As I read the first ever Sun on Sunday yesterday, it occurred to me how many of the stories were ‘exclusives’. British plans for a war with Iran (page 9), reaction from the parents of murdered teenager Nikitta Grender (page 19), an interview with Gary Oldman (page 47); there was a ton of them. In total, the word ‘exclusive’ was mentioned 36 times in puffs, page furniture and bylines throughout the paper.

But what does it actually mean when a story is labelled as an ‘exclusive’? I always believed it involved a story containing original material published by only one publication. The Guardian’s phone hacking stories, the expenses scandal, Mark Souster’s leaked England rugby reports and, just last week, the Telegraph’s revelations about abortions based on gender would all fall into this category. All of them revealing new information about a topic or issue.

Furthermore how do you go about categorising exclusives? What makes Amanda Holden’s big front page and two spreads inside a ‘world exclusive’ and other stories as regular exclusives? And does reinterpretation count as an exclusive? For example, the story about England’s new kit being launched by a new group of younger players (page 41) was labelled as an ‘exclusive’ but the kit was launched last week and the pictures were already in the public domain. So all that had been done was that the launch has been given a different angle to justify its inclusion in the Sunday edition. That’s fair enough but does that merit ‘exclusive’ in the byline? I don’t think so.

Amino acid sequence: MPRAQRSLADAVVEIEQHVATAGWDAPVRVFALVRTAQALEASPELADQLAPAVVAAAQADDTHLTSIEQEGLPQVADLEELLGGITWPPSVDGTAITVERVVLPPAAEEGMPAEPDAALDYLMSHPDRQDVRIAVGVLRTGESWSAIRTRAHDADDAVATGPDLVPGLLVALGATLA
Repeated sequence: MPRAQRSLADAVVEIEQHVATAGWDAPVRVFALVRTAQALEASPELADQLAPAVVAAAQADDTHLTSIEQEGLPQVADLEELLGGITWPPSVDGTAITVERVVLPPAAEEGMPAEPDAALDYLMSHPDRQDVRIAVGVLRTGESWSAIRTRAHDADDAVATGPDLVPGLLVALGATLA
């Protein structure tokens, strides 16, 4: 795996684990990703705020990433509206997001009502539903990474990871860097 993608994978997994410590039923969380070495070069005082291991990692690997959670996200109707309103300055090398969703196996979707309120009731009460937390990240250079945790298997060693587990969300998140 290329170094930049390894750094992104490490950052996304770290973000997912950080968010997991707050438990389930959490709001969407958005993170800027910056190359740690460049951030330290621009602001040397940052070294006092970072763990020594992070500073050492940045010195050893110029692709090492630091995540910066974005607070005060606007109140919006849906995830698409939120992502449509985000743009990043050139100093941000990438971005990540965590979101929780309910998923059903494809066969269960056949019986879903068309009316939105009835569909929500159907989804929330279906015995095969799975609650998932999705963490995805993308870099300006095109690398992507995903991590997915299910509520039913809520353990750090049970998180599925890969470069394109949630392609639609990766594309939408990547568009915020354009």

The question is then: why do newspapers (not just the Sun on Sunday) brand these lesser stories as exclusives and what value do they get from doing so. I didn’t come up with much:

a) because they had data/reason to believe that more people read the articles marked as ‘exclusives’, spent more time on those pages and therefore could charge more for adverts on those pages (unlikely)

b) because it fostered a sense that readers were getting great journalism and would buy the product more regularly in order to access those exclusives (more likely)

From my point of view, that an article is an exclusive does not particularly contribute to whether I will read it or not. Picture, caption, headline and first sentence are the elements of a story I respond to. In fact, I get annoyed when I’m told a story is an ‘exclusive’, only to have read the majority of it elsewhere or for it to feel commonplace. For me, an exclusive should be an article that you want to read so badly, you buy a paper just to to read it.

The trend in papers, mainly tabloids, of bombarding readers with ‘exclusives’ can only be diluting the idea and harming genuine, revealing, ground-breaking journalism when it is published. I, for one, would like to see it used less and mean more.

Has the overuse of ‘exclusive’ damaged its meaning?